Why Are People with Borderline Personality Seen as Devils?
Borderline personality disorder (BPD) is a severe psychiatric condition, which is characterized by the rapid change of psychological conditions, depression and panic attacks, aggression, and other dysfunctions of this kind. Unfortunately, people with this kind of disorder are often treated as socially unacceptable individuals, so other people try to avoid them. Excessively religious people believe borderline personality disorder attacks to be the manifestation of the presence of the devil.
The term “borderline” was introduced in 1938 by the New York psychoanalyst Adolf Stern. He used this term to categorize the described condition as the one located between neurosis and psychosis (Millon, 2004). There can be a lot of symptoms of BPD, but extreme behaviors generally characterize all of them.
Individuals with this kind of disorder can look strange and even threatening during their attacks. In addition, these attacks start suddenly, and during them, a person cannot control himself or herself. All these factors give some people reasons to call these attacks the manifestation of the devil’s presence. This concept is also supported by different movies which depict people haunted by the devil because people with BPD can mouth obscenities, become aggressive, cry, and try to hurt other people. This image is often depicted in horror movies and is attributed to the people haunted by the devil. This is a misinterpretation. In reality, borderline personality disorder has nothing to do with the devil’s presence. This disorder is a resulted of an unstable psychic state and inability of an individual to deal with his or her emotions.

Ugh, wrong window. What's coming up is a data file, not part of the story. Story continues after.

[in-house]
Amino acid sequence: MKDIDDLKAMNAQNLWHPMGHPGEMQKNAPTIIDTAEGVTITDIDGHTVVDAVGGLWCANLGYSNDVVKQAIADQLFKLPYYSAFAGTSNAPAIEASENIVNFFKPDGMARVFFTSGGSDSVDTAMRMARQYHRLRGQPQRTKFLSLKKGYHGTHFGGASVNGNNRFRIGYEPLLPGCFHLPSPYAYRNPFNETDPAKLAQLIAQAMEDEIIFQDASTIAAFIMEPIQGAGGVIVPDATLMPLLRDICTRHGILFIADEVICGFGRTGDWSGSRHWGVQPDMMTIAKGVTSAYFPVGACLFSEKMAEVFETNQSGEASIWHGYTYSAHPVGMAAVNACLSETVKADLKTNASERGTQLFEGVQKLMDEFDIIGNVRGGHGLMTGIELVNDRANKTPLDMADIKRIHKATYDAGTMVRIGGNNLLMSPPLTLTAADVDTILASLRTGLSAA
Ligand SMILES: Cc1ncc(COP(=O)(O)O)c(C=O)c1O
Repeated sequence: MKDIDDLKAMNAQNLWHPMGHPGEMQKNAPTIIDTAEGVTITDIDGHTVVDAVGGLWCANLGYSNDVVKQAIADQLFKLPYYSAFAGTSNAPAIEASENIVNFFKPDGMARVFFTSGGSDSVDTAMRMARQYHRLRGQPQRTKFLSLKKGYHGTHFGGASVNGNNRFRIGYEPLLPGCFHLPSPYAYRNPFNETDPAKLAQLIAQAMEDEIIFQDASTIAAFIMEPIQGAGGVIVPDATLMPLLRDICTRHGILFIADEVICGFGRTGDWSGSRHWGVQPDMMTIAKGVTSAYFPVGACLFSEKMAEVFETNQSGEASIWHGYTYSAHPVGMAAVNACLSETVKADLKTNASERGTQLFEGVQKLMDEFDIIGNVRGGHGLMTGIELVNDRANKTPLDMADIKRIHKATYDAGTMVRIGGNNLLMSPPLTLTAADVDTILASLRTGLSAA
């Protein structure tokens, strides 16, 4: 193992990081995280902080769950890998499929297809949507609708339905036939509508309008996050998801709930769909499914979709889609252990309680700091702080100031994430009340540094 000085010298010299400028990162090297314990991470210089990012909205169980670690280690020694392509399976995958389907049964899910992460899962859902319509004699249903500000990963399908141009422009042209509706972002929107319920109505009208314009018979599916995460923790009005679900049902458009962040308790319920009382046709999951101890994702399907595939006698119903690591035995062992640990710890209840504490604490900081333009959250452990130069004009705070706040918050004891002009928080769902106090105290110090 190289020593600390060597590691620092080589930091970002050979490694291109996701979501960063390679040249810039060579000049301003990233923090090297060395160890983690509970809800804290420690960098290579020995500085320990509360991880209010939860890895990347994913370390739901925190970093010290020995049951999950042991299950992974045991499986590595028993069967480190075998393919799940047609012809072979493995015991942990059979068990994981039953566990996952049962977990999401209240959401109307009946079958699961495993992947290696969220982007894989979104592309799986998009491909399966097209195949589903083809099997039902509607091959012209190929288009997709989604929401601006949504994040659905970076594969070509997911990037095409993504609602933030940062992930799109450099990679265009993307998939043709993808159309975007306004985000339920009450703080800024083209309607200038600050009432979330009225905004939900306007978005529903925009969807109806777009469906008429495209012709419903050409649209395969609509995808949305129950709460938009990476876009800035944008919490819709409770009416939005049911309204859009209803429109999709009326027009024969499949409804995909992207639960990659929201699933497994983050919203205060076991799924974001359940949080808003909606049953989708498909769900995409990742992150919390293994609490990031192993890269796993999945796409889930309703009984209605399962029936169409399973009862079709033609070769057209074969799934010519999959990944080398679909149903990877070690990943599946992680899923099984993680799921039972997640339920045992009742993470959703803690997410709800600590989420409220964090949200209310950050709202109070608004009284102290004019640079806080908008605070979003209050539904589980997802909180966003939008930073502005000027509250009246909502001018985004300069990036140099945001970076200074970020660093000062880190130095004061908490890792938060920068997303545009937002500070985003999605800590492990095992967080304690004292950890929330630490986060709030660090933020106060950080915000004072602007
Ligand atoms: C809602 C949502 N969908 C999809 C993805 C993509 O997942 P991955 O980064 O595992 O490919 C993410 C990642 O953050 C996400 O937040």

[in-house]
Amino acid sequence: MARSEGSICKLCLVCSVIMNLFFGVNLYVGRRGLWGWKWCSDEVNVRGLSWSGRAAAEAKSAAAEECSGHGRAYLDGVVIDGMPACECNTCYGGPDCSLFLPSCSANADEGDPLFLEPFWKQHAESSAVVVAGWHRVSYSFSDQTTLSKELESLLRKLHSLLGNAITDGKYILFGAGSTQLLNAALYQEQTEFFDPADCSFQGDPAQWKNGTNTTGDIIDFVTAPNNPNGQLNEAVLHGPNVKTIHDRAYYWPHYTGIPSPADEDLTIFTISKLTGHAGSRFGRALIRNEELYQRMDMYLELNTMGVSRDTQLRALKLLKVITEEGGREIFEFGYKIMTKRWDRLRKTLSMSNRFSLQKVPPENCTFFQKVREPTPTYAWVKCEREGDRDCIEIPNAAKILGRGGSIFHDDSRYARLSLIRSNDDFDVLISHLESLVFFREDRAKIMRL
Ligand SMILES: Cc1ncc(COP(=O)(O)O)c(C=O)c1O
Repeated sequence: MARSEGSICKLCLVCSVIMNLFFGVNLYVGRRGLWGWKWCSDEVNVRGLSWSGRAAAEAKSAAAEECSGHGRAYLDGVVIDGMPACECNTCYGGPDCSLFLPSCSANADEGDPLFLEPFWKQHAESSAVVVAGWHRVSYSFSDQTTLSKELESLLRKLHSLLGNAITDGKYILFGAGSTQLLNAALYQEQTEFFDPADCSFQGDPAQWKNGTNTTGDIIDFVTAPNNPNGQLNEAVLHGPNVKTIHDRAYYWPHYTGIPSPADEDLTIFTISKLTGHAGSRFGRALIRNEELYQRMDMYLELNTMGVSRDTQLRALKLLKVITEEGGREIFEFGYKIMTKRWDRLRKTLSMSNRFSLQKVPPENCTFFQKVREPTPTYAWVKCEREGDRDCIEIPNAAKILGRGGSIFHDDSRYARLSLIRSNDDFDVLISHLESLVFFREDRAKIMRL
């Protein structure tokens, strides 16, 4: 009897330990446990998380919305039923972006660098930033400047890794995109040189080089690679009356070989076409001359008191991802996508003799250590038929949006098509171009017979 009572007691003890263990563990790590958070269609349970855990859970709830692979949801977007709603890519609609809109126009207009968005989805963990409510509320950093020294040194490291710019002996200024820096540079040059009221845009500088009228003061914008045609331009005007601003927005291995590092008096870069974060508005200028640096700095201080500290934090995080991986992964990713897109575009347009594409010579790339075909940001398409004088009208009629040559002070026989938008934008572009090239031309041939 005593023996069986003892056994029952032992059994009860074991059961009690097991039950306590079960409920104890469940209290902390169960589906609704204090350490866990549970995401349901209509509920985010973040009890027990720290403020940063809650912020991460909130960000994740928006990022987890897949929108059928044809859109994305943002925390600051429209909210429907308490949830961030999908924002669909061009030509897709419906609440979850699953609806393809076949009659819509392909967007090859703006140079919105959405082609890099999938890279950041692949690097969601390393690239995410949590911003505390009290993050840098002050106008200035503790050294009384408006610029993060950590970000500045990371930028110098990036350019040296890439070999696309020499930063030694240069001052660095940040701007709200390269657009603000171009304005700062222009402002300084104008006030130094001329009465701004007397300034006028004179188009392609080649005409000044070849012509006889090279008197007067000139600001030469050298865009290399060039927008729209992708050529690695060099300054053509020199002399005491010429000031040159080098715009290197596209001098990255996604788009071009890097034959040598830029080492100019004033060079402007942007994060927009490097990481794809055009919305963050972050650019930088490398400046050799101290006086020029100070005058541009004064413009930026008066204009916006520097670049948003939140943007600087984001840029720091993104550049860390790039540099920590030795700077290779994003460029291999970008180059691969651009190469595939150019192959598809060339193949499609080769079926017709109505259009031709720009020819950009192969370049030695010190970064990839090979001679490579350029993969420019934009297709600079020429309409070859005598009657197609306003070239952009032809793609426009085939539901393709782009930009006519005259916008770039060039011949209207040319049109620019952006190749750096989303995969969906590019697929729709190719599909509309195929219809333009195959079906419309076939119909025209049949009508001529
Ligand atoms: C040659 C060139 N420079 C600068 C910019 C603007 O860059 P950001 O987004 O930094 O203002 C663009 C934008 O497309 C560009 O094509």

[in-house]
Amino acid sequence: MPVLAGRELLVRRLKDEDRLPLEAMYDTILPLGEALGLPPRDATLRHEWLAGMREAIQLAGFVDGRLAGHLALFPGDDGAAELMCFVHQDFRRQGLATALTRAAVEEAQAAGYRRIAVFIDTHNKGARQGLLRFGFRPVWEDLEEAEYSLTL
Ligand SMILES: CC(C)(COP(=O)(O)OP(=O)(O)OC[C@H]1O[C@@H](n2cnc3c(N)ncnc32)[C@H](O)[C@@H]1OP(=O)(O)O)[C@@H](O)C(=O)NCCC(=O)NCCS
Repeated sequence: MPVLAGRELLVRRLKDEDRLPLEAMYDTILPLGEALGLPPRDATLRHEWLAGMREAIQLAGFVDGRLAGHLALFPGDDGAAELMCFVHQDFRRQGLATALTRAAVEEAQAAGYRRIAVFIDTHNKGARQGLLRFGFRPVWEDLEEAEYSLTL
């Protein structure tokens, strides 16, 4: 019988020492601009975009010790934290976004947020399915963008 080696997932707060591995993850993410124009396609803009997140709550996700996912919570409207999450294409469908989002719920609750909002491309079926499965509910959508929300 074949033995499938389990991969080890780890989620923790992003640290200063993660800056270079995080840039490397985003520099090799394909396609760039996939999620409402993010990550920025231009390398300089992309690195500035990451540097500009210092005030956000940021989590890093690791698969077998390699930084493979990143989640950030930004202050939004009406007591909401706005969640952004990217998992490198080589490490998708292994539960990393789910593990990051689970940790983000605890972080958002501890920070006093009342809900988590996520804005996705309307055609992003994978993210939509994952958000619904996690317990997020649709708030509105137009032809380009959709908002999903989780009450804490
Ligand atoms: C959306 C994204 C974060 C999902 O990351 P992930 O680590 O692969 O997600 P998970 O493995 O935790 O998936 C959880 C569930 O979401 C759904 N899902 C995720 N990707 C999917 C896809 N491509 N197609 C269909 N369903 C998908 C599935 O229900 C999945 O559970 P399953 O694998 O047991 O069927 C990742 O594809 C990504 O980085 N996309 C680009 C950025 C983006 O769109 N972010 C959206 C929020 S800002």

The reasons which cause BPD are not fully defined yet. Specialists name three main causes of the disorder. They usually include inherited personal characteristics, traumatic events in early childhood, biochemical dysfunction (Friedel, 2004). People with BPD have serious problems with controlling themselves. They need help and assistance in order to be able to deal with their issues, and different religious prejudices and comparing their attacks with the devil’s obsession creates additional problems for them.
Nehls N (August 1999). “Borderline personality disorder: the voice of patients”. Res Nurs Health 22 (4).
Millon, Theodore (2004). Personality Disorders in Modern Life. Hoboken, New Jersey: John Wiley & Sons.
Friedel, O. R. (2004). Borderline Personality Disorder Demystified: An Essential Guide for Understanding and Living with BPD, Da Capo Press.